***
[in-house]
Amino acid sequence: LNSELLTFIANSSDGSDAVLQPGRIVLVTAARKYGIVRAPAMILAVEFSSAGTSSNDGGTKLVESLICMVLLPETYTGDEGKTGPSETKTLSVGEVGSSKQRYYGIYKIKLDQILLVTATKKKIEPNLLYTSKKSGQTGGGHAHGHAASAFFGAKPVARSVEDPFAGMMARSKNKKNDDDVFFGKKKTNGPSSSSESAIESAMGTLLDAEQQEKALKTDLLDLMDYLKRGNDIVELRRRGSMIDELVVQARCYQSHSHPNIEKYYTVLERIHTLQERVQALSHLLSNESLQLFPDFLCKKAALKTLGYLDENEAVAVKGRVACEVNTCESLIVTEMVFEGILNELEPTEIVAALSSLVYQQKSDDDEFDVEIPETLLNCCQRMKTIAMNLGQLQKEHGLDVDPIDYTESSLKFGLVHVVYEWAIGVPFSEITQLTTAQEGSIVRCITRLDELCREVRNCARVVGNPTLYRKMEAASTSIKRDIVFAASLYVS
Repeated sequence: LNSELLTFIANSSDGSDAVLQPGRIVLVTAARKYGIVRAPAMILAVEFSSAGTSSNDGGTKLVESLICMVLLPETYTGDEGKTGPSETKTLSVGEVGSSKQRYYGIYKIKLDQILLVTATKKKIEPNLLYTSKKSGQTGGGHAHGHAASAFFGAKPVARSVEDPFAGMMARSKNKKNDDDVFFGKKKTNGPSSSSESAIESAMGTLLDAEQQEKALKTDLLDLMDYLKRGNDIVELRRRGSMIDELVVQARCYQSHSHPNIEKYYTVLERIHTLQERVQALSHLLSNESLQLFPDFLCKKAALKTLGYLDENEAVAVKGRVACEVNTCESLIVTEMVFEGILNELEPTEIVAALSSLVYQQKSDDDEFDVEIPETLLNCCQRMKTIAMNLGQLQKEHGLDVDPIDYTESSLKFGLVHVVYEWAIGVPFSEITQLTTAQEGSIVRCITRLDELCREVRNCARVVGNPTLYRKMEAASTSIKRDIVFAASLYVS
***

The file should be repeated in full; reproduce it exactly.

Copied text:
[in-house]
Amino acid sequence: LNSELLTFIANSSDGSDAVLQPGRIVLVTAARKYGIVRAPAMILAVEFSSAGTSSNDGGTKLVESLICMVLLPETYTGDEGKTGPSETKTLSVGEVGSSKQRYYGIYKIKLDQILLVTATKKKIEPNLLYTSKKSGQTGGGHAHGHAASAFFGAKPVARSVEDPFAGMMARSKNKKNDDDVFFGKKKTNGPSSSSESAIESAMGTLLDAEQQEKALKTDLLDLMDYLKRGNDIVELRRRGSMIDELVVQARCYQSHSHPNIEKYYTVLERIHTLQERVQALSHLLSNESLQLFPDFLCKKAALKTLGYLDENEAVAVKGRVACEVNTCESLIVTEMVFEGILNELEPTEIVAALSSLVYQQKSDDDEFDVEIPETLLNCCQRMKTIAMNLGQLQKEHGLDVDPIDYTESSLKFGLVHVVYEWAIGVPFSEITQLTTAQEGSIVRCITRLDELCREVRNCARVVGNPTLYRKMEAASTSIKRDIVFAASLYVS
Repeated sequence: LNSELLTFIANSSDGSDAVLQPGRIVLVTAARKYGIVRAPAMILAVEFSSAGTSSNDGGTKLVESLICMVLLPETYTGDEGKTGPSETKTLSVGEVGSSKQRYYGIYKIKLDQILLVTATKKKIEPNLLYTSKKSGQTGGGHAHGHAASAFFGAKPVARSVEDPFAGMMARSKNKKNDDDVFFGKKKTNGPSSSSESAIESAMGTLLDAEQQEKALKTDLLDLMDYLKRGNDIVELRRRGSMIDELVVQARCYQSHSHPNIEKYYTVLERIHTLQERVQALSHLLSNESLQLFPDFLCKKAALKTLGYLDENEAVAVKGRVACEVNTCESLIVTEMVFEGILNELEPTEIVAALSSLVYQQKSDDDEFDVEIPETLLNCCQRMKTIAMNLGQLQKEHGLDVDPIDYTESSLKFGLVHVVYEWAIGVPFSEITQLTTAQEGSIVRCITRLDELCREVRNCARVVGNPTLYRKMEAASTSIKRDIVFAASLYVS